Over the Summer, I wrote about a major rebrand involving an exceptional one word .com domain name. A company called Payfone rebranded as Prove, and it acquired the matching Prove.com domain name at the time of the rebrand. The company formerly known as Payfone also owned an additional exceptional one word .com domain name – Pave.com.
I read a press release yesterday announcing another rebrand that I found interesting. A startup called Trove, which had been operating on the off-brand .CO domain name, TryTrove.CO, announced a rebrand to Pave. The rebrand announcement came as the business announced that “it raised $16 million in Series A funding led by Andreessen Horowitz (a16z).” Smartly, the company acquired Pave.com in advance of the launch and now has the brand match .com domain name along with the new branding.
I reached out to Brian Harbin and Michael Law of Grit Brokerage, which brokered the sale of Prove.com. Brian replied to confirm that his company also brokered the sale of Pave.com. Unfortunately, Brian was unable to share the acquisition price of Pave.com, so the sale will not be added to the list of the top domain name sales of 2020.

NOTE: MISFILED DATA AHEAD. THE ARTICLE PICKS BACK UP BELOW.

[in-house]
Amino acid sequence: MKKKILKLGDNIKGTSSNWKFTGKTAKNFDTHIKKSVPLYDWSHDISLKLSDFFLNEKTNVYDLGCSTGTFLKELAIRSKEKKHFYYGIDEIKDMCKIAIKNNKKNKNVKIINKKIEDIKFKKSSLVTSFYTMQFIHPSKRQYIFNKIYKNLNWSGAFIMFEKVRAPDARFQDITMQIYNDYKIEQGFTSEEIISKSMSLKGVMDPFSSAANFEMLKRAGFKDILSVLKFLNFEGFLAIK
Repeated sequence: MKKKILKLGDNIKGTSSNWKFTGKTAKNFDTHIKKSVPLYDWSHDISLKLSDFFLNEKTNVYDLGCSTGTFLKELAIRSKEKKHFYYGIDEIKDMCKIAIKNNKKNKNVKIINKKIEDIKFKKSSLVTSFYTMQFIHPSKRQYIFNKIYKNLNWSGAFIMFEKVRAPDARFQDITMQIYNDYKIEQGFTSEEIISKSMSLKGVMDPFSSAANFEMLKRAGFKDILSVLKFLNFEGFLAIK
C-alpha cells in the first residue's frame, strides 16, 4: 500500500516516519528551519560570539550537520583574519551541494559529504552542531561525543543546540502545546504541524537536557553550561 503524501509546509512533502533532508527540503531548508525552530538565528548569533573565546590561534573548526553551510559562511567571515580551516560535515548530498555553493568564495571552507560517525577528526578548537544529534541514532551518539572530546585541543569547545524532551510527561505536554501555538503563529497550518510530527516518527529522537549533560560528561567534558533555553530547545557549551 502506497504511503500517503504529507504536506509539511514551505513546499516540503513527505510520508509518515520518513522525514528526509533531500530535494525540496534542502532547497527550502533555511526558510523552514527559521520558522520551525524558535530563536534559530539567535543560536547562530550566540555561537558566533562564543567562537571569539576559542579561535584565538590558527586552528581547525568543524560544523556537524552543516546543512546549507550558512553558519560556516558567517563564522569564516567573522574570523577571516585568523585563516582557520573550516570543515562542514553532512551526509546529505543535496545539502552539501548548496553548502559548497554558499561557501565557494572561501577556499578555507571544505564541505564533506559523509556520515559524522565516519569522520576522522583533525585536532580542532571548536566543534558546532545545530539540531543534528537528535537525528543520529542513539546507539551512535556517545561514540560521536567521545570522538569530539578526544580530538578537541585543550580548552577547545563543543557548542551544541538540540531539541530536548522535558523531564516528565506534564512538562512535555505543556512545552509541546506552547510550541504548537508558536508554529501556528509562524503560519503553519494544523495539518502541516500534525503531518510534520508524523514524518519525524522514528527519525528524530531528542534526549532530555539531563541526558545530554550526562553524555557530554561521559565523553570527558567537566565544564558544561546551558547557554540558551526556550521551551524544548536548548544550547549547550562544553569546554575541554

Interestingly, Trove.com is being used as a forwarder to the Punch.in website. I would be interested in knowing if the company formerly known as Trove tried to acquire Trove.com as its first choice and then opted to rebrand after being unable to secure the domain name. It’s probably one of those things we will never know.
Pave.com is an exceptional domain name, and Pave is a nice brand name. I think it is a wise move for a startup to start off on a sub-optimal domain name and either purchase the brand match .com domain name when the funding is there or opt to re-brand. I would imagine a full rebrand is not an ideal situation, but if done early enough, there should be fewer issues.
I am still confuse…why did they spend so much money to get the dot com …
What a f waste of money,should have gotten the dot Nigeria at just 99cent.